Zamora is a small city in the northwest of Spain which lies on a rocky hill on the banks of the Duoro River, approximately 50 kilometres downstream of the border with Portugal. The town of Zamora boasts the most 12th and 13th Century Romanesque churches in all Europe.
Zamora’s most recognisable structure is it’s Cathedral, which can be seen dominating the landscape, still surrounded by its old walls and gates. Built between 1151 and 1174, it is one of the finest examples of Spanish Romanesque architecture. The dome of Zamora Cathedral (shown as the featured image) is almost Moorish in architecture. Shown below are two images from the interior of the Cathedral. The first, a statue of Christ brought down from the cross.
The second is an area locked off from the public in the centre of the Cathedral. It holds an ancient book housed on a special stand surrounded by intricately carved wooden clergy benches on three sides.
Other churches in Zamora
Each of the 24 Romanesque churches in this town warrants a visit. Shown below is the Church of San Juan Batista which occupies the centre of Plaza Mayor, the square marking the centre of Zamora.
There are small quiet churches too, like the beautiful Church of Santa Maria de la Horta shown below.
Semana Santa in Zamora
During the Semana Santa (Easter Week), this quiet town with a population of just over sixty thousand people comes to life. The city swells with at least a quarter of a million penitents and visitors, who visit to take part in or watch the Semana Santa penance processions.
Zamora holds the oldest of all penance processions, dating back to 1179. The Holy Week in Zamora is well known for its funereal and solemn nature. The Devil’s Prayer teaser video shows the sombre nature of this procession.
Every year since the thirteenth century, during the Semana Santa, the brotherhoods have walked the streets dressed in their ancient penitential robes with conical hats, or caperuzos, used to conceal the face of the wearer. The robes had been used since medieval times for nazarenos, or penitents, to demonstrate their penance while still masking their identity.
The Holy Week in Zamora is celebrated by 17 brotherhoods and fraternities that perform 17 penance processions on the streets of the old city. At the end of each procession they display their banners at the House of the Brotherhoods.
The penitents carry processional candles, home-made wooden crosses and walked slowly ahead of a magnificent pasos, or floats. The exact colors and forms of these robes depend on the particular procession. Some penitents walk the city streets barefoot, and, in some parades some carry shackles and chains on their feet as penance.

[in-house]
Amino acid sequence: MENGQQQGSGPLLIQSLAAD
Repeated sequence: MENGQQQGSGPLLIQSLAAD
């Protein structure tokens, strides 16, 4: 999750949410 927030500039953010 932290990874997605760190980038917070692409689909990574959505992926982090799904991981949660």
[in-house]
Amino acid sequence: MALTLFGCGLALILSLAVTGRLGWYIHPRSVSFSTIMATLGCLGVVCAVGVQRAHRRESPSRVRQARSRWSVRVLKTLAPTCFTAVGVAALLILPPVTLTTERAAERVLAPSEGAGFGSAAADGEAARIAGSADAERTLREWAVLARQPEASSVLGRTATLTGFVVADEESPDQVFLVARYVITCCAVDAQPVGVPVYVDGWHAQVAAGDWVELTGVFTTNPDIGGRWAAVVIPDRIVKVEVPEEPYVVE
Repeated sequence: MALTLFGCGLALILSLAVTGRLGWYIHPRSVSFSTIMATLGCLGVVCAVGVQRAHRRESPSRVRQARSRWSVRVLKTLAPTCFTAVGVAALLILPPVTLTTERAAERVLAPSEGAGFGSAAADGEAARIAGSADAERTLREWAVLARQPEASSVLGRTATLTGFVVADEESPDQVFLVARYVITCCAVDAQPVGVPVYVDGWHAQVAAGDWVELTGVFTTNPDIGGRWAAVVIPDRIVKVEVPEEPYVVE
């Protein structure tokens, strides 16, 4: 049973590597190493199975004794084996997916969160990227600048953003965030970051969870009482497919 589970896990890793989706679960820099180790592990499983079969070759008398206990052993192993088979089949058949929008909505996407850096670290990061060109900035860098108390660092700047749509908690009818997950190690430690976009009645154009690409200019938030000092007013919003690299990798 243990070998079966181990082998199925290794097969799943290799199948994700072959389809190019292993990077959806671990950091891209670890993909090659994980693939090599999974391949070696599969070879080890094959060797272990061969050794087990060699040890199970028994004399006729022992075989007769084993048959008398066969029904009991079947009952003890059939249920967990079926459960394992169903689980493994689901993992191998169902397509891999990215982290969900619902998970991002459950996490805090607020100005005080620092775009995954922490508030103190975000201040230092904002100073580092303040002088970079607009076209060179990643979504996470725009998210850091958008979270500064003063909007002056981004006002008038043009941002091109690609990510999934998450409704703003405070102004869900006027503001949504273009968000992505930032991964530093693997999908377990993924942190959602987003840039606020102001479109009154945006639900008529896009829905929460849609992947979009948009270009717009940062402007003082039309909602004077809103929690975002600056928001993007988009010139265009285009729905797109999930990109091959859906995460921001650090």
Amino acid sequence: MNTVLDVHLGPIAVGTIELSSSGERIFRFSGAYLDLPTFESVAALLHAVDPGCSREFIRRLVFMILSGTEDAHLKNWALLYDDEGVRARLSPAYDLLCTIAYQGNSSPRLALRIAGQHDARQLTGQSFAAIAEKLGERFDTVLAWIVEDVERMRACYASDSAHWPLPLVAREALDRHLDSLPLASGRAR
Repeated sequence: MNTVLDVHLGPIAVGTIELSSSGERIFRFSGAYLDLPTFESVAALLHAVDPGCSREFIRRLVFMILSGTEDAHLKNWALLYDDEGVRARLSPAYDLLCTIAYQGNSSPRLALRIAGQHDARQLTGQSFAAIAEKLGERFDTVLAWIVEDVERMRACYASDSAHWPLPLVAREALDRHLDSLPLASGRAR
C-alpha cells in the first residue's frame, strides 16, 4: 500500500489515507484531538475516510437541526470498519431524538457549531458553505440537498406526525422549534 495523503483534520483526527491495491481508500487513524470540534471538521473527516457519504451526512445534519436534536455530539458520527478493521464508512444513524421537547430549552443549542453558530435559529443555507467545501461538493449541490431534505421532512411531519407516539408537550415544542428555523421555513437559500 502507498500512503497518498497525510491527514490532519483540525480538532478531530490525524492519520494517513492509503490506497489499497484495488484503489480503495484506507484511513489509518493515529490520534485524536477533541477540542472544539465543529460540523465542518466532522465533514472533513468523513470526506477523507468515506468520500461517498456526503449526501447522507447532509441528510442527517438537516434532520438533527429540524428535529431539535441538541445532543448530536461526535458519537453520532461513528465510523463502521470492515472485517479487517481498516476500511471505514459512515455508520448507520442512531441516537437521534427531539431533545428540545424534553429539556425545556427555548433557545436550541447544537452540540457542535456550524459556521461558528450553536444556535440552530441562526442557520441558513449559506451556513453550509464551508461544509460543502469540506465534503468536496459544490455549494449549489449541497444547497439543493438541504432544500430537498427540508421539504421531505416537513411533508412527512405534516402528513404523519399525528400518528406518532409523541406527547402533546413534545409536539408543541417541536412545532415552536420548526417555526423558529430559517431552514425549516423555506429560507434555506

The magnificent statues and relics which adorn the pasos were crafted from the 14th Century onwards. Most carving are made of wood and fully dressed with a fabric. Most of these incredible works which are taken in procession are usually owned by the brotherhood. Some owned by churches and parishes,which yield to the brotherhoods that worship them for their processions. Most images are guarded and shown to the public at the Museum of Easter. There these remain mounted on their respective processional steps in Zamora known as “tables”.
In Search of ‘The Devil’s Prayer’
In 2014 and 2015, I visited Zamora whilst conducting research for my book, The Devil’s Prayer.
The Semana Santa is covered in the book and I was fortunate to attend the Semana Santa in Zamora in 2014. The Iglesia of San Juan, Zamora’s ancient train station and the Semana Santa in Zamora feature in this book. During the Semana Santa, there are parades all week. The Semana Santa parade in Zamora is unique as some processions use monks robes and torch fire and not the traditional nazareno costume and candlelight. This unique procession, shown on the front cover of The Devil’s Prayer is held early in the week on Monday. (Image by Manuel Ballesteros). The Devil’s Prayer is available world-wide on amazon, ibooks, google play and kobo.
Outside the Semana Santa, Zamora is unhurried and almost deserted. The streets at night are empty.
Zamora can be reached by train from Madrid’s Charmatin station. I arrived on the last train to Zamora which reaches around 1 am. Built in the 18th Century, the white woodwork of the railway office windows look eerily like large crucifixes at night. On my second trip, I chose to hire a car and it is a two hour drive.
There is plenty to see in and around Zamora. Located some 45 minutes away is the ancient Moreruela Abbey with the neighbouring town of Villafáfila which has a wildlife sanctuary and an ancient pigeon breeding industry. It is also located close to the beautiful University city of Salamanca.
Hotels can be expensive during the Semana Santa but outside this one week, it is an incredible value for money destination. I stayed on both my visits at the AC Zamora Hotel which is part of the Marriott chain and I would recommend it. Friendly people, beautiful wood, great weather and a living museum. If you want to see Spain as it once was, Zamora is it.